By Tom Blackwell
Iranian ex-patriates and human-rights groups are voicing outrage after evidence emerged that Canada had issued a visitor visa to a former Tehran police chief linked to various human-rights abuses.
Morteza Talaei also headed the capital city’s police force when Canadian photojournalist Zahra Kazemi was arrested and tortured to death in a Tehran prison.
The ex-chief was photographed at a gym in Richmond Hill, Ont., near Toronto, and later told a European-based Iranian journalist the visit to see his daughter was a private matter and no one else’s business.
Talaei is best known for launching a special unit to crack down on women wearing supposedly un-Islamic dress, aggressively quelling protests and spearheading an operation to seize TV satellite dishes used to bring in Western programming.
Before becoming police chief, he was an officer in the Islamic Revolutionary Guard Corps (IRGC), the politicized military force that shot down an airliner packed with Canadians in 2020 – accidentally according to Iran.
Canada should not be offering a safe haven and “impunity abroad” to individuals like Talaei, said a coalition of Iranian rights groups in an open letter to the federal government last week. The organizations urged Ottawa instead to impose sanctions on such officials under its “Magnitsky” law for punishing foreign rights violators.
“Allowing Morteza Talaei to freely enter Canada sends a dangerous message, a message that is an affront to Iranians who have themselves sought refuge in Canada,” the letter said. “Human rights violators must not be included in the Prime Minister’s ‘everyone is welcome’ campaign.”
Swiss-based Iranian journalist Abdollah Abdi, who broke the story after a viewer sent him video from the gym about two months ago, said he was baffled by this country’s decision.
“I have a lot of questions for (Prime Minister) Justin Trudeau,” he said. “This is a scandal…. It threatens Canada’s security when you permit someone like this to enter the country.”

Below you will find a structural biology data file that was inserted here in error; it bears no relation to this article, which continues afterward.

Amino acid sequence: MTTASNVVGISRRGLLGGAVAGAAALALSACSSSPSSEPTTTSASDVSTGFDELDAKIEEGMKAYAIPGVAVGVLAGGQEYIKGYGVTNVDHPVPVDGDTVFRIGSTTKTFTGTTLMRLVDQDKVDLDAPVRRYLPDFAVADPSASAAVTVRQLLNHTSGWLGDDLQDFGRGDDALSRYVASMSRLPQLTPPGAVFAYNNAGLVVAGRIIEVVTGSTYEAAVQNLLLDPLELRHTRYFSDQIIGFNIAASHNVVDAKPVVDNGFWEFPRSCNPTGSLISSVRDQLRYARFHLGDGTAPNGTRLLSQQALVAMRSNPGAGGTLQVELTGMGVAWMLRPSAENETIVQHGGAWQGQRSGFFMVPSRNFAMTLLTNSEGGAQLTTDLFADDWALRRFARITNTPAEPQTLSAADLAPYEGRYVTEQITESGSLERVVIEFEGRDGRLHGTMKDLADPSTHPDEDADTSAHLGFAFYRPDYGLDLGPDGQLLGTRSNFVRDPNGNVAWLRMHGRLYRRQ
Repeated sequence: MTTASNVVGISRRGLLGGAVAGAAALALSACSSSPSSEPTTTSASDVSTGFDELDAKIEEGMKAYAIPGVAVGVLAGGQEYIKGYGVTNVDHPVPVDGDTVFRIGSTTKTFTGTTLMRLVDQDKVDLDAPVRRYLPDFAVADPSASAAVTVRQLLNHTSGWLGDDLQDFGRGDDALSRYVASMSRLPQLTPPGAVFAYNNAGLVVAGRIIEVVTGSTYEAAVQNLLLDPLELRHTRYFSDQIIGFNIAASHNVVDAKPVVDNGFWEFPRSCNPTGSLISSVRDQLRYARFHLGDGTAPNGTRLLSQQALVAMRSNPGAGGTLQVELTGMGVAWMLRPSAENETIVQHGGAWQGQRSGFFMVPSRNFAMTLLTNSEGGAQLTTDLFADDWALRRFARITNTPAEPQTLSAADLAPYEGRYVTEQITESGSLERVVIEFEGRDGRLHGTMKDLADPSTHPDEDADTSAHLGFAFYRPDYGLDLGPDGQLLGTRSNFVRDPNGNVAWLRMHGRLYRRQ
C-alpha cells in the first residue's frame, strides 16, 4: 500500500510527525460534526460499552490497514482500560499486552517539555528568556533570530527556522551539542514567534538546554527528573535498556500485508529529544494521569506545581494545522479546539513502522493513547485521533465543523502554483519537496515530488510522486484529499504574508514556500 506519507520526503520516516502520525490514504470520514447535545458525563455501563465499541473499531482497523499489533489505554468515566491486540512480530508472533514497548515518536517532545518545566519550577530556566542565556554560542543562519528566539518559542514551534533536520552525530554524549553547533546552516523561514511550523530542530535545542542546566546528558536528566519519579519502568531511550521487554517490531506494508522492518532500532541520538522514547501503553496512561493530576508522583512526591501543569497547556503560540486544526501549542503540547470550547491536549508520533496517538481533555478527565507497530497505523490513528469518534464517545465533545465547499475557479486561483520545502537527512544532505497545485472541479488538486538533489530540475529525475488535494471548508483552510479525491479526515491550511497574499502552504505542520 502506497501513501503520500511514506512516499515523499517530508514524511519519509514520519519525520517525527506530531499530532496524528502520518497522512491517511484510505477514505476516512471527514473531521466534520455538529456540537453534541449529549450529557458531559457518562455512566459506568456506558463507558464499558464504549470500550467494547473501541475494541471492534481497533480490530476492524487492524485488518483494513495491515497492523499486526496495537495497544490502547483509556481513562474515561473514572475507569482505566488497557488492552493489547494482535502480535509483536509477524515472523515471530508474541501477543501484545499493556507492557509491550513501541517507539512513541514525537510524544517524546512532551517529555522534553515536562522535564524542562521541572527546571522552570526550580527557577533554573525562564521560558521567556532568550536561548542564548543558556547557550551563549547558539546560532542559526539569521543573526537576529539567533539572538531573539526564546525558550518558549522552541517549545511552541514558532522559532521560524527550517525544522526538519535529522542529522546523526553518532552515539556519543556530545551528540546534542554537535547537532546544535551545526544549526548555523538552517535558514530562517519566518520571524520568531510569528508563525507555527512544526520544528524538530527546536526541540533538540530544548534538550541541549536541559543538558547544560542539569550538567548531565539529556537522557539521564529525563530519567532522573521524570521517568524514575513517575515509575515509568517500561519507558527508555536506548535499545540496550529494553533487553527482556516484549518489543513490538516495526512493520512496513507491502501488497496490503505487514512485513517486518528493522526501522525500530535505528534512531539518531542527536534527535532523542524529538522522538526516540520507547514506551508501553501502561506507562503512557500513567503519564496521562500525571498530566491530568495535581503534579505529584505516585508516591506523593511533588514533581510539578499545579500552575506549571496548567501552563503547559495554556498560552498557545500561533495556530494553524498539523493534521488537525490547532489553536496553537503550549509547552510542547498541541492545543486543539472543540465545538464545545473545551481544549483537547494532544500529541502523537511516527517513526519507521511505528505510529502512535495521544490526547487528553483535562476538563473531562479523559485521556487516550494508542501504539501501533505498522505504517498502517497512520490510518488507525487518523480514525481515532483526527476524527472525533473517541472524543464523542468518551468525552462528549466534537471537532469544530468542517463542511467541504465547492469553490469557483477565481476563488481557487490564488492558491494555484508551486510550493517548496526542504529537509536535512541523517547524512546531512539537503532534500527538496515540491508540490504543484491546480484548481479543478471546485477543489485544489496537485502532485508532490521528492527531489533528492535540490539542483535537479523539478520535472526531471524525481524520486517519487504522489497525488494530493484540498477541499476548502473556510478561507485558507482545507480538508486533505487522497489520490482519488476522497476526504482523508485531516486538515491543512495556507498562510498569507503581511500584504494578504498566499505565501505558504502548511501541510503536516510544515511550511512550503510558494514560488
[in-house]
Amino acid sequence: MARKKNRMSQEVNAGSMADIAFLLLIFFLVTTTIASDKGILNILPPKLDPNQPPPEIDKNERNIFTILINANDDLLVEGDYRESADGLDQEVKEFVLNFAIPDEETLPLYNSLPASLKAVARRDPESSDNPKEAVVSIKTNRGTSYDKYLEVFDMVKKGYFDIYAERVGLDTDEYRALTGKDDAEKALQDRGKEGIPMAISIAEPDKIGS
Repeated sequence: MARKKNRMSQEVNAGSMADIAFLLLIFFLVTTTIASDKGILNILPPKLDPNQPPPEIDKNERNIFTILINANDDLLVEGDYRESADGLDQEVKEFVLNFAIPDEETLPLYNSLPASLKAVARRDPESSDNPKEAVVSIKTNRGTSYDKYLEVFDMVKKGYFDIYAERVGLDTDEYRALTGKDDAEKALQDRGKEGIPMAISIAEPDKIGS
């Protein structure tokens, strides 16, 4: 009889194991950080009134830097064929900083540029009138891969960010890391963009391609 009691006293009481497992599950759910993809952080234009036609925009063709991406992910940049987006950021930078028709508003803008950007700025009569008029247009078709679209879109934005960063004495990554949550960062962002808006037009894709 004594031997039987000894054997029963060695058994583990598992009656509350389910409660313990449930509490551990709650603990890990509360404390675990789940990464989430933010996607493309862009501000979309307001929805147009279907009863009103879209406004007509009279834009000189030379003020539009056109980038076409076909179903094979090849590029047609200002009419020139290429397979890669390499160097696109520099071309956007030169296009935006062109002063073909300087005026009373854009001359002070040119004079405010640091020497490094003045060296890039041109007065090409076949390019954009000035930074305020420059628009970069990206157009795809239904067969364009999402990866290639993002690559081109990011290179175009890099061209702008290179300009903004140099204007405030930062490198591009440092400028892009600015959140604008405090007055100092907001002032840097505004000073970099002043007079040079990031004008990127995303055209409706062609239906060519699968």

Critics contrasted Talaei’s visit to the experience of some other Iranians who have tried and failed to get into Canada recently.
The brother of a passenger killed in the shooting down of Ukraine International Airlines Flight 752 was refused a visa to attend ceremonies marking the disaster’s two-year anniversary last month, said Hamed Esmaeilion, president of an association of victims’ relatives.
The brother of Neda Agha-Soltan, the young woman whose videotaped shooting by a government militia member drew international attention to the 2009 Green movement demonstrations in Tehran, says he and his sister Hoda were also denied entry to Canada.
“Over the years, the Canadian government has easily granted visas to countless (Iranian) human-rights violators … while my family was not granted visas as victims of this government,” Mohammad Agha-Soltan said in a statement to the National Post. “This is a great shame.”
He’s not alone in his anger. When Iranian-American journalist Masih Alinejad reposted the gym video, it was viewed more than 1.8 million times and triggered almost 9,000 comments.
“It made Iranian people furious,” Alinejad said. “I really want Canadians to do an investigation about how he got a visa.”
Jeffrey MacDonald, an Immigration Refugees and Citizenship Canada spokesman, said the department couldn’t comment on the case because of privacy laws.